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Originally Posted by steinj View Post
As others have said, there is risk to house equity. I find these decisions come down to lifestyle choices. If you are more of a 'homebody' and get enjoyment from gardening, tinkering in the house, cooking, entertaining etc then the nicer house will bring give you enjoyment and its worth it. On the other hand, if you want to spend more on experiences, travel, dining out, etc and dont plan on spending a lot of time at home then it may not be worth it.
I am a total introvert and homebody.

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Originally Posted by kcowan View Post
Let's say in 5 years, the RE prices decline by 30%, a possible but unlikely outcome. Then your loss is $60k plus RE fees. Are you willing to pay $12k p.a. to enjoy that fabulous home? If so, then you are done. That is the worst case.
I can handle that kind of loss.
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Old 04-01-2018, 11:58 AM   #71
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Good.

I'm happy to see that we've talked you into buying the nicer house.

Now go buy it and enjoy a pina colada by your pool -
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Old 04-01-2018, 12:11 PM   #72
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Didn't read entire thread, but the view that a house purchase is money spent seems beyond overly conservative to bordering on... well... really out there.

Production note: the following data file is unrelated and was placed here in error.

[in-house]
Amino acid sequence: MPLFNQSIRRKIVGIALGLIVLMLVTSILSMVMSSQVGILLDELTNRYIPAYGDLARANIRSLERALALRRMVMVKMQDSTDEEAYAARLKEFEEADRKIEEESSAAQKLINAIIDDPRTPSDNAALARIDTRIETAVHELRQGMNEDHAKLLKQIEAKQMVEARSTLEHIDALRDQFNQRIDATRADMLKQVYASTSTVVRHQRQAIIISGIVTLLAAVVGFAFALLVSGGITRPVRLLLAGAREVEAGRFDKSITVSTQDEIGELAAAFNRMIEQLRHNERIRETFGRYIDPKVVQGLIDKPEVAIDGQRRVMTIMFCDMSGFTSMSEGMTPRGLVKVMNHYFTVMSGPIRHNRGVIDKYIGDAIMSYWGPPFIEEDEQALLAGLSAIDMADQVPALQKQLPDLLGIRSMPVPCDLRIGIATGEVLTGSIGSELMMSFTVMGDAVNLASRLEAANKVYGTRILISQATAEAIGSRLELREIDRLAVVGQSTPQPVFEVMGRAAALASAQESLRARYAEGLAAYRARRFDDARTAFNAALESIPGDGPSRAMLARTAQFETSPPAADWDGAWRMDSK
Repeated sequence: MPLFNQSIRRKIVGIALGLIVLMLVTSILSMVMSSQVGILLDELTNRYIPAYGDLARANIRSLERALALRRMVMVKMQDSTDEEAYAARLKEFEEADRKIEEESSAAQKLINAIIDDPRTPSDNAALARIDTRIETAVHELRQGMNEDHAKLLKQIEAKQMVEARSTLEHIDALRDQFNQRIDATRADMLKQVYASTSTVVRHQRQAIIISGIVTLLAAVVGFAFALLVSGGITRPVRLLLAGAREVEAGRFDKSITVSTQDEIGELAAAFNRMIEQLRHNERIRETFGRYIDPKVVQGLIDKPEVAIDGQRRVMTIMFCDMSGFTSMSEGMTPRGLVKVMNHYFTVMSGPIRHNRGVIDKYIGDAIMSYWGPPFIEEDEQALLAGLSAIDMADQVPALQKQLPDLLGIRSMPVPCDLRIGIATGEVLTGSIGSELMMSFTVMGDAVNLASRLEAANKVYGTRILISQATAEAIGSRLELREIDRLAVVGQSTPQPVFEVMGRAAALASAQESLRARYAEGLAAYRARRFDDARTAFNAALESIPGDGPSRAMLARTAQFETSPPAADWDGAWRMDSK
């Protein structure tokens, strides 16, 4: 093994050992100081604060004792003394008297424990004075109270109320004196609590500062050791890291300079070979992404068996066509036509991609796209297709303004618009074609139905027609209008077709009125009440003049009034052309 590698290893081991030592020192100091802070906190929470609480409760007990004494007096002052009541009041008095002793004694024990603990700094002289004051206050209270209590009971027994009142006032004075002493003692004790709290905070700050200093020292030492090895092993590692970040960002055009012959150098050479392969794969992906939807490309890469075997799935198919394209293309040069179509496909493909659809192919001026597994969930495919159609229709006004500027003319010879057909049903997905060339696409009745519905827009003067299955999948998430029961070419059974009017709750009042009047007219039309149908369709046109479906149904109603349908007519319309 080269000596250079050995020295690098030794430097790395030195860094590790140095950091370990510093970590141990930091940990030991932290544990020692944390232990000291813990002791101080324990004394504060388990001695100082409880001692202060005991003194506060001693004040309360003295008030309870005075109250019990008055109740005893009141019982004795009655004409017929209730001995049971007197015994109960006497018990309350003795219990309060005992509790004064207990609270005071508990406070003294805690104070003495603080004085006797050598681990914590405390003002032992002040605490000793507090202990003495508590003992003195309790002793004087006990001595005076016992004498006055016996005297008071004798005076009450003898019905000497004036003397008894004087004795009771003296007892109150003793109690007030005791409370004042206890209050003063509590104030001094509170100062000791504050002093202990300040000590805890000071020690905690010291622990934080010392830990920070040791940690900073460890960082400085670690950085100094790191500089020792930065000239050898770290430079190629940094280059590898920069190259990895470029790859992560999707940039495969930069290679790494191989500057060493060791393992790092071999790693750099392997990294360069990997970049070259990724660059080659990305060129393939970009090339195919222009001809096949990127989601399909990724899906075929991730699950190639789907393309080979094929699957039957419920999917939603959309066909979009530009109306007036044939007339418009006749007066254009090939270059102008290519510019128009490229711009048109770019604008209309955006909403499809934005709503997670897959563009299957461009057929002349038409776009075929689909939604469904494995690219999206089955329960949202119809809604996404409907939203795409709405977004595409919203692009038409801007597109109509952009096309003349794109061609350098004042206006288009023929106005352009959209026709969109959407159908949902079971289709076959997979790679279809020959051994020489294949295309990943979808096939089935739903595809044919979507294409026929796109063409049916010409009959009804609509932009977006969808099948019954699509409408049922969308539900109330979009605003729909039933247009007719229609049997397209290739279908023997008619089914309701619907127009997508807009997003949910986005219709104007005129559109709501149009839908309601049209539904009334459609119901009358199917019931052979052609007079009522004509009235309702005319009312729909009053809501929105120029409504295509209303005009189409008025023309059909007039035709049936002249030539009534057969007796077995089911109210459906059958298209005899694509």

Assuming one is not pushing the "numbers" to get into a better house then by all means get what will make you happy. And it is more than reasonable to recognize that the house represents wealth that can be accessed in the future if need be (e.g. liquidate to fund assisted living, etc).
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Sounds like a go!
Old 04-01-2018, 01:47 PM   #73
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Sounds like a go!

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1.2M is after tax, and yes, I will apply for unemployment on 1/1/19 and I will need to keep my current house until mid 2019 for this reason and until my kids move out.

The main elder care issue is my promise to allow my mom to live in her house, so it would start with me driving her, buying groceries, doing housework, etc... If it comes to long term nursing care, her current assets should fund 10 years before the house is at risk.
since you should have cash flow, and (my to be corrected) analysis should only have you take ~100k out: you should be good to go
since it’s Palm Beach and (now reading near FL 7) that implies inland a bit, but hopefully not too close to the airport, the biggest concern would be flood zone and insurance ( since looking at the map, you have a swamp above Breakers West and west of FL 7 at the nature preserve)

{afa pb, earlier post indicated that they expected it and were using that to attempt to justify....I was showing that you cannot count on that}

I can appreciate not wanting to go to work at min wage, I wouldn’t mostly because we have enough (pension plus just a bit under you, along with paid off house and insurance guaranteed) and because there are plenty of others that would NEED that job to get by.
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Old 04-01-2018, 03:31 PM   #74